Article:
It has nothing to do with barriers to entry. What kind of problems do you learn to solve in this field? Computational ones, i.e. things involving facets of computing. So why are less companies devoting resources to working on facets of networking, optimizing computer architecture, writing more efficient compilers and operating systems? Things that software engineers should have plenty of knowledge on, and would be much more beneficial to society than the next bullshit social app. Why is this not the case?
That is what the author is addressing. Churning out photosharing app #35875 isn't helping anyone. But maybe if people started taking pride in the notion of being a hacker and a computer scientist, and actually solving shit worth solving instead of stamping those phrases on their Twitter pages for social approval, then just maybe the Valley could gain some credibility back.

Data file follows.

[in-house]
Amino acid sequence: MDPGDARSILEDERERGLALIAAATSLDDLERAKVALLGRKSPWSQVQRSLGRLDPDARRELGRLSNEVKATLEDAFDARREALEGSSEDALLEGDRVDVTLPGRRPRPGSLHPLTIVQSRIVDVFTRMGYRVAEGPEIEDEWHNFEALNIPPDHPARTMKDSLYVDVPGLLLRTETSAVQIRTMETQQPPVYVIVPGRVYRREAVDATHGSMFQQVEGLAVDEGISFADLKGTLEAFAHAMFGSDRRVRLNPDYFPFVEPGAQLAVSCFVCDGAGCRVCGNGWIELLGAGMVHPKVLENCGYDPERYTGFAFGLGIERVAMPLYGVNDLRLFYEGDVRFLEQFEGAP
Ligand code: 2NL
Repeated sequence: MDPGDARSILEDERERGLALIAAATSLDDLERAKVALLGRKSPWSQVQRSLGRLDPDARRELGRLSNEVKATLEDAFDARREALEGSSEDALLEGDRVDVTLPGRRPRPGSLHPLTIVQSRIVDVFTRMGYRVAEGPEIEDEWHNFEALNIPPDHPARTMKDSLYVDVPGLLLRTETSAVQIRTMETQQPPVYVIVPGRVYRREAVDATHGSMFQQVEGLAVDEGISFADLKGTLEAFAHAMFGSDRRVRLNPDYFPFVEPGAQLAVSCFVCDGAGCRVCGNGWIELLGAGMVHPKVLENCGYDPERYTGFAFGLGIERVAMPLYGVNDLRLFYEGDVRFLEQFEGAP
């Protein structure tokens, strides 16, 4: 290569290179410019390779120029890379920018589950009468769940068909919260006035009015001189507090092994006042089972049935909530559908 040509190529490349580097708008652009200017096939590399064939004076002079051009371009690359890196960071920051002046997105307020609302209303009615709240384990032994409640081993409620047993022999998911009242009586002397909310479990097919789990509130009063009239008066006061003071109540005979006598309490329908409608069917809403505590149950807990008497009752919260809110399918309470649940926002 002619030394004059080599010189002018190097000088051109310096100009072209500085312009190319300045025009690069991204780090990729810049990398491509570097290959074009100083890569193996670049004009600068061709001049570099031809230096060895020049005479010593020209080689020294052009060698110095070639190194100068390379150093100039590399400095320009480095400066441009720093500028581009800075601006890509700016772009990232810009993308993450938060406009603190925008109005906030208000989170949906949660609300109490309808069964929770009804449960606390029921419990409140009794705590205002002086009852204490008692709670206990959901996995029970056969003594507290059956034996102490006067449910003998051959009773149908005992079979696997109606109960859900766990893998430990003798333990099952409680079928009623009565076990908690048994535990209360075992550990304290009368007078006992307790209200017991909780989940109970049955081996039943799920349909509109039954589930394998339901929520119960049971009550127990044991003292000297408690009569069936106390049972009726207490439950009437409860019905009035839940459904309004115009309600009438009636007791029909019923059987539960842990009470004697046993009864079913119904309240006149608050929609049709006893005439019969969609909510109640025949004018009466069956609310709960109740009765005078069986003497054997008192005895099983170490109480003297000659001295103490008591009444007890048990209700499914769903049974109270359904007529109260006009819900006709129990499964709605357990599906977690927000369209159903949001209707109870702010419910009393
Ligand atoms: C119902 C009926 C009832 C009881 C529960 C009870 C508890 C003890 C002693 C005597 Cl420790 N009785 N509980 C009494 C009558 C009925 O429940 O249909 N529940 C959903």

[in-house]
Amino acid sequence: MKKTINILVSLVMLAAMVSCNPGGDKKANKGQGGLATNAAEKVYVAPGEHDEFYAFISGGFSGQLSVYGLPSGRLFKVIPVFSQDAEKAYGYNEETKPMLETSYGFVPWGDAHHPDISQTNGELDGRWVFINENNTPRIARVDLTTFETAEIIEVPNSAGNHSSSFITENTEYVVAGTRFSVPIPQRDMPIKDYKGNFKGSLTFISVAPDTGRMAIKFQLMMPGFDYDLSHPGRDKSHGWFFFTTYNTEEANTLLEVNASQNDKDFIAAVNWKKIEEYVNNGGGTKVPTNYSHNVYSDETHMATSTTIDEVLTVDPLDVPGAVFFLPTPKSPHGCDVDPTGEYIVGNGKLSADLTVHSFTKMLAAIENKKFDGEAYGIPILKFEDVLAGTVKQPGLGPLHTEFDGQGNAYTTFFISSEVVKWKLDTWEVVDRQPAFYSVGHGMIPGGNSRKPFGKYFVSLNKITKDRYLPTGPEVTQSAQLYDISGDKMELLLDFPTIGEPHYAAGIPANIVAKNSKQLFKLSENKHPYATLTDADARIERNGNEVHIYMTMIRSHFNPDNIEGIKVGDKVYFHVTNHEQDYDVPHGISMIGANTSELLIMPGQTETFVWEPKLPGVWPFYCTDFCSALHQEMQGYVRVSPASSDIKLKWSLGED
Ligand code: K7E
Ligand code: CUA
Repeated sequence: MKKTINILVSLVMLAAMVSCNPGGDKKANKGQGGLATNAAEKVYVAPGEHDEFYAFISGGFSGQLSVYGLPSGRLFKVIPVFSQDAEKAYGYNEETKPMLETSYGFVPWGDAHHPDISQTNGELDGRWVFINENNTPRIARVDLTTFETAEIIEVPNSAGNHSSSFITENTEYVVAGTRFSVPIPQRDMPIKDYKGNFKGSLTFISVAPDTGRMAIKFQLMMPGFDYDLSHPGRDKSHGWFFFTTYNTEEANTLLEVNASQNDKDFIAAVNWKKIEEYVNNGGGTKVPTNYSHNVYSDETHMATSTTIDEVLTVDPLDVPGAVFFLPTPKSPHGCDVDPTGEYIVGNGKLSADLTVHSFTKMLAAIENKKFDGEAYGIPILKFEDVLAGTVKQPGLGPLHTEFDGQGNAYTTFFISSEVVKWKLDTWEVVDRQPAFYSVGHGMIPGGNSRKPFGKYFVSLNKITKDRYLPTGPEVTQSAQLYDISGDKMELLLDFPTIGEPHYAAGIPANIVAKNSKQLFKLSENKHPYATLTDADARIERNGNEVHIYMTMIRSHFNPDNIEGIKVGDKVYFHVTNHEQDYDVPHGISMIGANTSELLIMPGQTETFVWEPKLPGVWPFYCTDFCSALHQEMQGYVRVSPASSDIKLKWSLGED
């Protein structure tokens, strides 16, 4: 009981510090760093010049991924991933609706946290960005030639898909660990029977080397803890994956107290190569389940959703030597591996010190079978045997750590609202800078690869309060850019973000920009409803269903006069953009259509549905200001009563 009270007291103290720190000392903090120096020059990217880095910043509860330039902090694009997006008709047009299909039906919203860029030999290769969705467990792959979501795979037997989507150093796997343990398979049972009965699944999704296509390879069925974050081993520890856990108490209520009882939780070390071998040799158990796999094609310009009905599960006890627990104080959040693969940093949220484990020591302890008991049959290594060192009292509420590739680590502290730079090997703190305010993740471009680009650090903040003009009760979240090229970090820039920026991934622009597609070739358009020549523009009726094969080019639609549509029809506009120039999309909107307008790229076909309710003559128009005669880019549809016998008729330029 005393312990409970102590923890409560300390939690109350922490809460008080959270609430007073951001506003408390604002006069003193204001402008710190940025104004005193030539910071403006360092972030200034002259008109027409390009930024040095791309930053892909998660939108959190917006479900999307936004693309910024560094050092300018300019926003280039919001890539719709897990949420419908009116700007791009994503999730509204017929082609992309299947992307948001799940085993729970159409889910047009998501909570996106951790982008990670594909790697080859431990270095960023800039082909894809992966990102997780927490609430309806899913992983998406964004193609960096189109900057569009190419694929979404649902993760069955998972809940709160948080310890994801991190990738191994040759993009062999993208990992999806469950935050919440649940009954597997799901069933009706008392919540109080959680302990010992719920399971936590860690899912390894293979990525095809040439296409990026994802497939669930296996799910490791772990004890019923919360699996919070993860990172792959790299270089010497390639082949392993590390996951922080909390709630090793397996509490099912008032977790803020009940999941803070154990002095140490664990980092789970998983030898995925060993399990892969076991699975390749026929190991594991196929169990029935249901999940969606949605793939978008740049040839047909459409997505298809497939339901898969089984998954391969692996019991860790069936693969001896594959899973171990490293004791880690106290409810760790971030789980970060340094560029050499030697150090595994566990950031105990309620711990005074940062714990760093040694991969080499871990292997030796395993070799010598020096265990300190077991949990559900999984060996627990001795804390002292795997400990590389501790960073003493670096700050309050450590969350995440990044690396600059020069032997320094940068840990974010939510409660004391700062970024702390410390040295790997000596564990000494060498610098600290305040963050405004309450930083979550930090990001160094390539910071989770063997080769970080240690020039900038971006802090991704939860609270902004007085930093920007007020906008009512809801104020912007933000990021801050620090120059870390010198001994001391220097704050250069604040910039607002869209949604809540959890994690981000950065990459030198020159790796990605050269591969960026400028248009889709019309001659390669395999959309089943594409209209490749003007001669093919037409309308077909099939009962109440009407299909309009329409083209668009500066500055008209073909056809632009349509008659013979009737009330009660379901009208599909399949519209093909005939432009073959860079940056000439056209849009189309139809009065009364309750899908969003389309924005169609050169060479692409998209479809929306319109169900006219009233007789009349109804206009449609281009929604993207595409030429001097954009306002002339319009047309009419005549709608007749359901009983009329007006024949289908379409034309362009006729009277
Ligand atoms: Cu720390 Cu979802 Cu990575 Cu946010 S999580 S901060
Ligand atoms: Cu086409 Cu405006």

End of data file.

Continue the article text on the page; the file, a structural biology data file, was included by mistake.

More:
I can think of a couple reasons:
1) Because hardware/microarchitecture companies do devote effort to architecture and compilers.
2) Because low-level software/OS companies do devote effort to networking, compilers, and operating systems.
3) Because network effects mean that only a very few mutually incompatible languages and OS's can survive on the open market, with a larger but still fairly small variety surviving on open-source volunteer efforts.
>Not being able to effectively cure cancer isn't the issue Silicon Valley is facing.
Oh really? Aren't there some computational problems we could work on that have cancer-cure-level impacts?
"Spend less time thinking about getting sex" hahahahaha yeah okay.